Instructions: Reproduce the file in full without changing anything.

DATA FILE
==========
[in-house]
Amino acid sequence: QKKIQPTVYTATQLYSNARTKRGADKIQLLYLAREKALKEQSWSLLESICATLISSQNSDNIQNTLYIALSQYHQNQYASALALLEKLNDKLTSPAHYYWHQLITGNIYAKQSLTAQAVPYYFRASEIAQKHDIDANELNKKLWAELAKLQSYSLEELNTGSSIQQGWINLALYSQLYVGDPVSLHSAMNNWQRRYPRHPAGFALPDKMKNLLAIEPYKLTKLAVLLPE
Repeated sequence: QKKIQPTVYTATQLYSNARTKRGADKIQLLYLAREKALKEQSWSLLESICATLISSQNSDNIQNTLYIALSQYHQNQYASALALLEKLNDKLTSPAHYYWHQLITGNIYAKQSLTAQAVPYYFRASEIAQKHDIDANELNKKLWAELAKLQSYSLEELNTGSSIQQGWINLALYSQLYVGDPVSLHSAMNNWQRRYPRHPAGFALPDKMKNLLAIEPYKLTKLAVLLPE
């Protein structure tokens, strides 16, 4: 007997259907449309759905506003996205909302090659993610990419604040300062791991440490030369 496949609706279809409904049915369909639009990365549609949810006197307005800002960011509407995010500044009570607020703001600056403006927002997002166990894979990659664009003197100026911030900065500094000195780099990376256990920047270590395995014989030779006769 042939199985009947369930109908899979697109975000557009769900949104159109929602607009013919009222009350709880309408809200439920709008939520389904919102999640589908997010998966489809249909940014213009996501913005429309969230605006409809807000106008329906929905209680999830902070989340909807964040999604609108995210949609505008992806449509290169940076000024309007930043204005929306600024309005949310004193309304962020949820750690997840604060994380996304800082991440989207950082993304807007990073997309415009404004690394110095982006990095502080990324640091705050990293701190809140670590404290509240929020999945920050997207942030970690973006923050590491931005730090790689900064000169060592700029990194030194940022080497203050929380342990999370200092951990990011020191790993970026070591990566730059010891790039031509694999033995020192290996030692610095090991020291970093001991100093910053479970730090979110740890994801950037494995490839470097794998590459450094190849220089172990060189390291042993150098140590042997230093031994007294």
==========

[in-house]
Amino acid sequence: QKKIQPTVYTATQLYSNARTKRGADKIQLLYLAREKALKEQSWSLLESICATLISSQNSDNIQNTLYIALSQYHQNQYASALALLEKLNDKLTSPAHYYWHQLITGNIYAKQSLTAQAVPYYFRASEIAQKHDIDANELNKKLWAELAKLQSYSLEELNTGSSIQQGWINLALYSQLYVGDPVSLHSAMNNWQRRYPRHPAGFALPDKMKNLLAIEPYKLTKLAVLLPE
Repeated sequence: QKKIQPTVYTATQLYSNARTKRGADKIQLLYLAREKALKEQSWSLLESICATLISSQNSDNIQNTLYIALSQYHQNQYASALALLEKLNDKLTSPAHYYWHQLITGNIYAKQSLTAQAVPYYFRASEIAQKHDIDANELNKKLWAELAKLQSYSLEELNTGSSIQQGWINLALYSQLYVGDPVSLHSAMNNWQRRYPRHPAGFALPDKMKNLLAIEPYKLTKLAVLLPE
């Protein structure tokens, strides 16, 4: 007997259907449309759905506003996205909302090659993610990419604040300062791991440490030369 496949609706279809409904049915369909639009990365549609949810006197307005800002960011509407995010500044009570607020703001600056403006927002997002166990894979990659664009003197100026911030900065500094000195780099990376256990920047270590395995014989030779006769 042939199985009947369930109908899979697109975000557009769900949104159109929602607009013919009222009350709880309408809200439920709008939520389904919102999640589908997010998966489809249909940014213009996501913005429309969230605006409809807000106008329906929905209680999830902070989340909807964040999604609108995210949609505008992806449509290169940076000024309007930043204005929306600024309005949310004193309304962020949820750690997840604060994380996304800082991440989207950082993304807007990073997309415009404004690394110095982006990095502080990324640091705050990293701190809140670590404290509240929020999945920050997207942030970690973006923050590491931005730090790689900064000169060592700029990194030194940022080497203050929380342990999370200092951990990011020191790993970026070591990566730059010891790039031509694999033995020192290996030692610095090991020291970093001991100093910053479970730090979110740890994801950037494995490839470097794998590459450094190849220089172990060189390291042993150098140590042997230093031994007294």